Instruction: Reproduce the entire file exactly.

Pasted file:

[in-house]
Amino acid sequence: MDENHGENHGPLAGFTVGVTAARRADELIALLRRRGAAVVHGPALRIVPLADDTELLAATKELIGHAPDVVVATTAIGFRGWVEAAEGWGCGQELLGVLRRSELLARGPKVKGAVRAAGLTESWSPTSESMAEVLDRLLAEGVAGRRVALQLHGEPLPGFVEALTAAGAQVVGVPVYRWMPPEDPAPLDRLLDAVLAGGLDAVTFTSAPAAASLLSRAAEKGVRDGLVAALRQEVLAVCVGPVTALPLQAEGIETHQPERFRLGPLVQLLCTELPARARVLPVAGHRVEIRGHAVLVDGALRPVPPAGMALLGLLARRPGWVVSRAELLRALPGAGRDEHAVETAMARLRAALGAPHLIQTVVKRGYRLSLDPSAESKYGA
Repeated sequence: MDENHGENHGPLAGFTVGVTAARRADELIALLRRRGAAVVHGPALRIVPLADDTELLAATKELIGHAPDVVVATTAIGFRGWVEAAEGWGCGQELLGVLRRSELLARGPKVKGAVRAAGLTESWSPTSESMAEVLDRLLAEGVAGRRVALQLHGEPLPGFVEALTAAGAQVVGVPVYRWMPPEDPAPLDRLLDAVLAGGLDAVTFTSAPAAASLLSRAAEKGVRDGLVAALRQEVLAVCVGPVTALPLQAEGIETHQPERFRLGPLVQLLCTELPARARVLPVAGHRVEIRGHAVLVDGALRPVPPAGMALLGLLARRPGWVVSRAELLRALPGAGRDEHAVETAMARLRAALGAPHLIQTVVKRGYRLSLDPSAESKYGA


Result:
[in-house]
Amino acid sequence: MDENHGENHGPLAGFTVGVTAARRADELIALLRRRGAAVVHGPALRIVPLADDTELLAATKELIGHAPDVVVATTAIGFRGWVEAAEGWGCGQELLGVLRRSELLARGPKVKGAVRAAGLTESWSPTSESMAEVLDRLLAEGVAGRRVALQLHGEPLPGFVEALTAAGAQVVGVPVYRWMPPEDPAPLDRLLDAVLAGGLDAVTFTSAPAAASLLSRAAEKGVRDGLVAALRQEVLAVCVGPVTALPLQAEGIETHQPERFRLGPLVQLLCTELPARARVLPVAGHRVEIRGHAVLVDGALRPVPPAGMALLGLLARRPGWVVSRAELLRALPGAGRDEHAVETAMARLRAALGAPHLIQTVVKRGYRLSLDPSAESKYGA
Repeated sequence: MDENHGENHGPLAGFTVGVTAARRADELIALLRRRGAAVVHGPALRIVPLADDTELLAATKELIGHAPDVVVATTAIGFRGWVEAAEGWGCGQELLGVLRRSELLARGPKVKGAVRAAGLTESWSPTSESMAEVLDRLLAEGVAGRRVALQLHGEPLPGFVEALTAAGAQVVGVPVYRWMPPEDPAPLDRLLDAVLAGGLDAVTFTSAPAAASLLSRAAEKGVRDGLVAALRQEVLAVCVGPVTALPLQAEGIETHQPERFRLGPLVQLLCTELPARARVLPVAGHRVEIRGHAVLVDGALRPVPPAGMALLGLLARRPGWVVSRAELLRALPGAGRDEHAVETAMARLRAALGAPHLIQTVVKRGYRLSLDPSAESKYGA